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Jan 22, 2011 06:39 PM

Other Chartreuse Liqueurs

A relative just returned from alpine France and brought me two interesting bottles:
Genepi des Peres Chartreux
Liqueur Eau de Noix (aperitif des peres Chartreux).

Both bear the Chartreux "seal" design familiar from the standard Green and Yellow Chartreux.

My questions:
I already know genepi (altho' not the Peres Chartreux bottling) and enjoy it. Are there mixed drink recipes that use it? I usually just drink it neat as a digestif, but thought it might make an interesting cocktail -- if someone with more experience that I have could suggest a direction.

I have never tasted the Liqueur Eau de Noix. Is this similar to Italian Nocino? I have not yet broken open the bottle, so I don't really have a point of comparison, and I would love to have some background.

Many thanks to so many knowledgable posters in these boards whose information I frequently depend upon.

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  1. I'm not sure if anyone else is listening to this thread (surely there are a lot of people out there with wider cocktail experience than mine). Since the genepi seemed something like a less-refined, more-rustic, less-intense version of Green Chartreuse, I decided to try it in a Last Word. I'm afraid the good qualities of the genepi got lost. It wasn't undrinkable, but part of what I like in a Last Word is the herbal sharpness and intensity of the Chartreuse, and that just wasn't there. I might try this in one of the Last Word variations that uses yellow Chartreuse -- perhaps the genepi would do better with, say, lemon juice, or a less-herbal spirit than gin. We shall see. In the meantime, I would greatly appreciate guidance from others on this board. I'll especially need help next month when my Isere connection brings me some Chartreuse Elixir Vegetal.

    7 Replies
    1. re: johncb

      l spend a good bit of time in Paris each year, and the exilir vegetal is around in a lot of places. If you need more contact my email and l will bring you some back. l have very many bottles of all strange Chartreuse from Taragonia and my current fav, the VEP aged long long time before bottling, but was not aware of their manufacturing a Noix or Genepi. The genepis l do have, all from near Annecy l have always drunk on their own as quite nuanced and subtle. The walnut has never appealed to me, love the Spanish acorn, but walnut oil, not liqueur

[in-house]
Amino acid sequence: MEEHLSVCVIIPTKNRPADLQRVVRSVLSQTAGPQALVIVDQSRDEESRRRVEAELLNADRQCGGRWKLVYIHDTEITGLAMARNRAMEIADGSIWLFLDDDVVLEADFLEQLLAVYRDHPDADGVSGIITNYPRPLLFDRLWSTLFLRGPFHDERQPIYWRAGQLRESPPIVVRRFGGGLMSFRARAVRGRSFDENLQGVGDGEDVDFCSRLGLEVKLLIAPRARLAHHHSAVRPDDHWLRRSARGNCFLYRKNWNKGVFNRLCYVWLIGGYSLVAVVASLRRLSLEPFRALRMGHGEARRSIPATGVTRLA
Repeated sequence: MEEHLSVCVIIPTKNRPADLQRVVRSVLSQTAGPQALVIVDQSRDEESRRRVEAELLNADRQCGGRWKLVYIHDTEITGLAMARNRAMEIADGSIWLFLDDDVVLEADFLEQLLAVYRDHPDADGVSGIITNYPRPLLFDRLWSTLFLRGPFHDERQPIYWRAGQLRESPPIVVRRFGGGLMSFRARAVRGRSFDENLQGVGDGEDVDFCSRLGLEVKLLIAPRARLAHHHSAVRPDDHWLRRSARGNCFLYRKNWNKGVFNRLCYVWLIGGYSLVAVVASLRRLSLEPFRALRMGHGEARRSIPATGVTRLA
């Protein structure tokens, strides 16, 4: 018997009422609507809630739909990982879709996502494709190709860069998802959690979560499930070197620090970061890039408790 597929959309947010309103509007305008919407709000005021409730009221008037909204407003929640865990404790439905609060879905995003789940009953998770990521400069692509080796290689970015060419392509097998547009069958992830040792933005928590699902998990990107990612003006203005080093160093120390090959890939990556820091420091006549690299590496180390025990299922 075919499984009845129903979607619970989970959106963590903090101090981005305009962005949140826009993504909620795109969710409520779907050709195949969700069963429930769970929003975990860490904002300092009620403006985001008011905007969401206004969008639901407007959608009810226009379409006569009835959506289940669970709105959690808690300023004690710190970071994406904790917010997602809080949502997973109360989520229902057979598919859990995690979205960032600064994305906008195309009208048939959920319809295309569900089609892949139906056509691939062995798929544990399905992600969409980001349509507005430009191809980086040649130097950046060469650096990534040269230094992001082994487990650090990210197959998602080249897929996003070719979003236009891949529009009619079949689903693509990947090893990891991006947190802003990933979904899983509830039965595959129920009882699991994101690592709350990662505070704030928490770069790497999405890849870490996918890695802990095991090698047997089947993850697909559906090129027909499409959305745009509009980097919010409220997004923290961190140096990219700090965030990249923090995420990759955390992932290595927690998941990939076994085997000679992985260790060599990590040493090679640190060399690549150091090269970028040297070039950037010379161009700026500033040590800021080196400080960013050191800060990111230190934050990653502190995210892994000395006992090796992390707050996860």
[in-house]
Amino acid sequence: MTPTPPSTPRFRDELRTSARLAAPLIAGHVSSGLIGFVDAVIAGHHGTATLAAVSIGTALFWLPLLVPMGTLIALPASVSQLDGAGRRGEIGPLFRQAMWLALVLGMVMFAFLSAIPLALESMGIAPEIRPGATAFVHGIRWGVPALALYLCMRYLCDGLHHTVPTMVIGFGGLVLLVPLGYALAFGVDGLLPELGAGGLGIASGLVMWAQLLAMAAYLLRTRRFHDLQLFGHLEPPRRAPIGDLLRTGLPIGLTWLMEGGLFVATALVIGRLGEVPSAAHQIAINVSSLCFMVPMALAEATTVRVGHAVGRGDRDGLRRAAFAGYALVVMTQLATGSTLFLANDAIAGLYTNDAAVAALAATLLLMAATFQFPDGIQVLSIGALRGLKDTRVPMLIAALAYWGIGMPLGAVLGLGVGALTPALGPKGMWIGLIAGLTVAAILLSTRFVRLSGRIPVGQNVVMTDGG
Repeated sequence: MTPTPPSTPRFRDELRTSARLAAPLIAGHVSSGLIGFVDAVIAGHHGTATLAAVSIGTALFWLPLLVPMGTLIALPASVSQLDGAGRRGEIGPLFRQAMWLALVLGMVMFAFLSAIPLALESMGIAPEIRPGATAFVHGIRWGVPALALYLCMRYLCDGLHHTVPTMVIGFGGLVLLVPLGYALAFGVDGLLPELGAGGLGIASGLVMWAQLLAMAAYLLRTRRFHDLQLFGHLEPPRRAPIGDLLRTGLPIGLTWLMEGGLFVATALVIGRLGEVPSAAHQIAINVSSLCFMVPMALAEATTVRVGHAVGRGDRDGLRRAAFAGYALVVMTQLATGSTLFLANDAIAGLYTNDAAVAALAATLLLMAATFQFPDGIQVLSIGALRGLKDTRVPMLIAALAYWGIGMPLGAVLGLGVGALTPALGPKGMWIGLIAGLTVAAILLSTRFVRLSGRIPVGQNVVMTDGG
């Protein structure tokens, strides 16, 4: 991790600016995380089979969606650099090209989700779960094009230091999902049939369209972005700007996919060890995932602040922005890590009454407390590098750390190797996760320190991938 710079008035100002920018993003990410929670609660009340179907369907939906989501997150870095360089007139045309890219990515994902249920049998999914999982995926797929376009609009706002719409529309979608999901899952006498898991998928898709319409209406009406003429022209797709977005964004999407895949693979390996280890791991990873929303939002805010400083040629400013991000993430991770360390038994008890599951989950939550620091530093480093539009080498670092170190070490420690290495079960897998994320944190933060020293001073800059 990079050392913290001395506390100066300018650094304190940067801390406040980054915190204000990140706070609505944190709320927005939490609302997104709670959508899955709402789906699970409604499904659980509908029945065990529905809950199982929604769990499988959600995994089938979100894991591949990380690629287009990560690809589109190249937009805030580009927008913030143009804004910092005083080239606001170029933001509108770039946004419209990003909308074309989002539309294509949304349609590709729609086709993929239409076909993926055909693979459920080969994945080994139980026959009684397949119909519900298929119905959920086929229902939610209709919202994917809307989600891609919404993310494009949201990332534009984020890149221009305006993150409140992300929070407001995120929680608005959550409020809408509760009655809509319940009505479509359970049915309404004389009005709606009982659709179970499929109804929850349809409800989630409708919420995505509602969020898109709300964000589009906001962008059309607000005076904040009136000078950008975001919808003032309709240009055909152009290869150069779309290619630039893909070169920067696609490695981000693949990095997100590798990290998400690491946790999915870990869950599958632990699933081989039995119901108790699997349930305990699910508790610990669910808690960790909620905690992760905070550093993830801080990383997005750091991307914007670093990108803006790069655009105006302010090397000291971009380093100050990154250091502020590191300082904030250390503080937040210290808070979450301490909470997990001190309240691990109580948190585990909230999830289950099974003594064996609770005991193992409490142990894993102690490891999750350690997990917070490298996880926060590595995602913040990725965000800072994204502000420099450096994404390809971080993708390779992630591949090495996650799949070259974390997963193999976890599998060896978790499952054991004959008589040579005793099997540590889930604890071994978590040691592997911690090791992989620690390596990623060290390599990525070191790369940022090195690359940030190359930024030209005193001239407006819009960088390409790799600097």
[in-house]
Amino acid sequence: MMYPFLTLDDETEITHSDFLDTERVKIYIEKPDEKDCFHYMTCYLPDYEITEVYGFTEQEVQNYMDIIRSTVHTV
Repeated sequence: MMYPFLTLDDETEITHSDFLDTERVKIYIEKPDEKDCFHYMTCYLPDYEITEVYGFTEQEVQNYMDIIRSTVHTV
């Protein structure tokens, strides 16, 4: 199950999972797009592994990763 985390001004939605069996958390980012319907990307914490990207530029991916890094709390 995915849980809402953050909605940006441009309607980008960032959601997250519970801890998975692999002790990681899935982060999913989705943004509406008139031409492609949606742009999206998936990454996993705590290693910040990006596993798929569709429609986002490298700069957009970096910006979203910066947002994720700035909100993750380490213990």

1. re: davis_sq_pro

            I honestly wouldn't know what to do with it. The one time I had it, it was served to me at the end of the night at a bar -- it was a sugar cube that had been doused with the stuff served on a spoon. Tasty but otherwise it's sort of the bitters form of Chartreuse.

            Technically, I think it's still classified as a medicine.


            1. re: yarm

              that's the only way I've ever heard of it being served.

      1. re: johncb

        Duh, looked in my liquor cab and found a bottle of the Eau de Noix, still am not thrilled with it, but l do have it.

        1. re: Delucacheesemonger

          Drizzle it over a gateaux de noix, which tends to be a bit on the dry side anyway...then a little dark chocolate ganache for frosting...ding-ding-ding, we have a winner.

      2. the genepi is a digestif -- intended to be sipped after dinner, neat.

        Eau de Noix is made by steeping green walnuts in high-proof alcohol....I'm not a big fan of it, but I know folks who keep it as their go-to digestif -- again, neat, after dinner.

        1 Reply
        1. re: sunshine842

          Thanks for the replies -- I'm not really having a problem with supply (I have a regular connection in the Isere department). I know that these are generally used as digestifs -- I enjoy them that way myself. The real question (perhaps I didn't make myself clear) was whether either the Genepi or the Eau de Noix had cocktail usage as well. Many drinks I think of as digestifs -- Italian ameri, some French eaux-de-vie, even such spirits as regular Green Chartreuse -- have established cocktail usages. Perhaps Genepi, Eau de Noix, or the Elixir Vegetal have mixological application as well. Nothing is going to stop me from continuing to enjoy these spirits as digestifs, but perhaps someone out there has some cocktail ideas?

        2. Since my last trip to Voiron, I have been comparing standard Green Chartreuse, Green Chartreuse VEP, and the Chartreuse 1603 - Liqueur de l'elixir. For anyone else interested, I can report that the VEP comes off as smoother, more rounded, but clearly derived from the Standard Green. These characteristics do not make it superior in a cocktail (my reference Chartreuse cocktail is the Last Word) -- I didn't find enough difference there to make it worth the additional expense. The 1603 liqueur is definitely a family member with the standard green, but more distant than the VEP. I find it to be rather more earthy -- I think I detected an anise note that I do not find in standard green Chartreuse. Altho' robust enough tasted alone, the 1603 did not work effectively in the Last Word -- maybe it wasn't assertive enough? That version seemed unbalanced in the maraschino direction.

          Next up: comparing standard yellow Chartreuse, VEP, and the Liqueur of the 9th Century, which I take to be a variation on the standard yellow product. I don't have a go-to reference cocktail for yellow Chartreuse: any suggestions?